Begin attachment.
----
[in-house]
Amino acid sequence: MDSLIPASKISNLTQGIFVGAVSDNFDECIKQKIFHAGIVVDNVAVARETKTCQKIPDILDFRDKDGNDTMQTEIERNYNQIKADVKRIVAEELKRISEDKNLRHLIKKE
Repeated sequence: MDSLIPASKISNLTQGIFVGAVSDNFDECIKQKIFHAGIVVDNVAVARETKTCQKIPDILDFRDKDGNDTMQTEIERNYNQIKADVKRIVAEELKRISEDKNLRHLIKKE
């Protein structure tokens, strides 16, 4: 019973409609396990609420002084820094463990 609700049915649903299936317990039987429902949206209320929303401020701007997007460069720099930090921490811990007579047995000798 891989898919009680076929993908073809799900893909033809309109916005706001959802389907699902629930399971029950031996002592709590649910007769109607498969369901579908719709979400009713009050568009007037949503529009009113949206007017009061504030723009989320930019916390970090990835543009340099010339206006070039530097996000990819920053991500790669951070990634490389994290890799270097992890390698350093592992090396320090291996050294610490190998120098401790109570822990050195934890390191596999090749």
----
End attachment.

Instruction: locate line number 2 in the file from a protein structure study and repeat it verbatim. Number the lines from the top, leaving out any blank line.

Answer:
Amino acid sequence: MDSLIPASKISNLTQGIFVGAVSDNFDECIKQKIFHAGIVVDNVAVARETKTCQKIPDILDFRDKDGNDTMQTEIERNYNQIKADVKRIVAEELKRISEDKNLRHLIKKE